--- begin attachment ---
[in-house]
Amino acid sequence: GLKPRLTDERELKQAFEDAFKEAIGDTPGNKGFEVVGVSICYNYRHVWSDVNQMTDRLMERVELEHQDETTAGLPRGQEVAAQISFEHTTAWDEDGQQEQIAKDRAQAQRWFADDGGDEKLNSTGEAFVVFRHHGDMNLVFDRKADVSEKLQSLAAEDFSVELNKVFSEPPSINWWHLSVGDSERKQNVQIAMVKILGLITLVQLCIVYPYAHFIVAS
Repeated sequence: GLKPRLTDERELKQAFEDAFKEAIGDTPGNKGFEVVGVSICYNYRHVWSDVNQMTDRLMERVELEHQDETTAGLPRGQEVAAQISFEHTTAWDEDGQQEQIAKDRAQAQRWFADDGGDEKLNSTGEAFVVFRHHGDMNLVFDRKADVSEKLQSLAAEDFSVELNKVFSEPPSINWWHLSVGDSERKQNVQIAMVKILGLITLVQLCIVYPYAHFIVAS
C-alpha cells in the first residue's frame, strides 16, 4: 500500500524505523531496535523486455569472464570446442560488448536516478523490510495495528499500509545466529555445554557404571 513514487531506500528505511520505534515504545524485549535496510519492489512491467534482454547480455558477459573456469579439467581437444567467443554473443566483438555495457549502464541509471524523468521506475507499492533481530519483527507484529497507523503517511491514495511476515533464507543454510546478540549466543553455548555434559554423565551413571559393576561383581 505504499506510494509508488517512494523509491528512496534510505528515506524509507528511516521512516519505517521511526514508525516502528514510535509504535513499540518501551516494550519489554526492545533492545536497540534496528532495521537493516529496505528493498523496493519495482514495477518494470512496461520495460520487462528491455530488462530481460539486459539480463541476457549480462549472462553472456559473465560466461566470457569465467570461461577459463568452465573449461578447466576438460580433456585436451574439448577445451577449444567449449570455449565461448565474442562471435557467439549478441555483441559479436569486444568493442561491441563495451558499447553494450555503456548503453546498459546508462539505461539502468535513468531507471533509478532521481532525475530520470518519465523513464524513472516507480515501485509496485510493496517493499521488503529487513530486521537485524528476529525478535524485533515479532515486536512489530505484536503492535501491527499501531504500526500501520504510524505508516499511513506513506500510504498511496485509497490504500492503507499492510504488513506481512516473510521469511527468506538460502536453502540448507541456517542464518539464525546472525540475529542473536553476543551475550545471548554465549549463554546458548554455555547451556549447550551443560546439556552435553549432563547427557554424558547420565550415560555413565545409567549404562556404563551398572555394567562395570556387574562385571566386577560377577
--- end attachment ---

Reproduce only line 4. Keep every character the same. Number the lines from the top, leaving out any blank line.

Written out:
C-alpha cells in the first residue's frame, strides 16, 4: 500500500524505523531496535523486455569472464570446442560488448536516478523490510495495528499500509545466529555445554557404571 513514487531506500528505511520505534515504545524485549535496510519492489512491467534482454547480455558477459573456469579439467581437444567467443554473443566483438555495457549502464541509471524523468521506475507499492533481530519483527507484529497507523503517511491514495511476515533464507543454510546478540549466543553455548555434559554423565551413571559393576561383581 505504499506510494509508488517512494523509491528512496534510505528515506524509507528511516521512516519505517521511526514508525516502528514510535509504535513499540518501551516494550519489554526492545533492545536497540534496528532495521537493516529496505528493498523496493519495482514495477518494470512496461520495460520487462528491455530488462530481460539486459539480463541476457549480462549472462553472456559473465560466461566470457569465467570461461577459463568452465573449461578447466576438460580433456585436451574439448577445451577449444567449449570455449565461448565474442562471435557467439549478441555483441559479436569486444568493442561491441563495451558499447553494450555503456548503453546498459546508462539505461539502468535513468531507471533509478532521481532525475530520470518519465523513464524513472516507480515501485509496485510493496517493499521488503529487513530486521537485524528476529525478535524485533515479532515486536512489530505484536503492535501491527499501531504500526500501520504510524505508516499511513506513506500510504498511496485509497490504500492503507499492510504488513506481512516473510521469511527468506538460502536453502540448507541456517542464518539464525546472525540475529542473536553476543551475550545471548554465549549463554546458548554455555547451556549447550551443560546439556552435553549432563547427557554424558547420565550415560555413565545409567549404562556404563551398572555394567562395570556387574562385571566386577560377577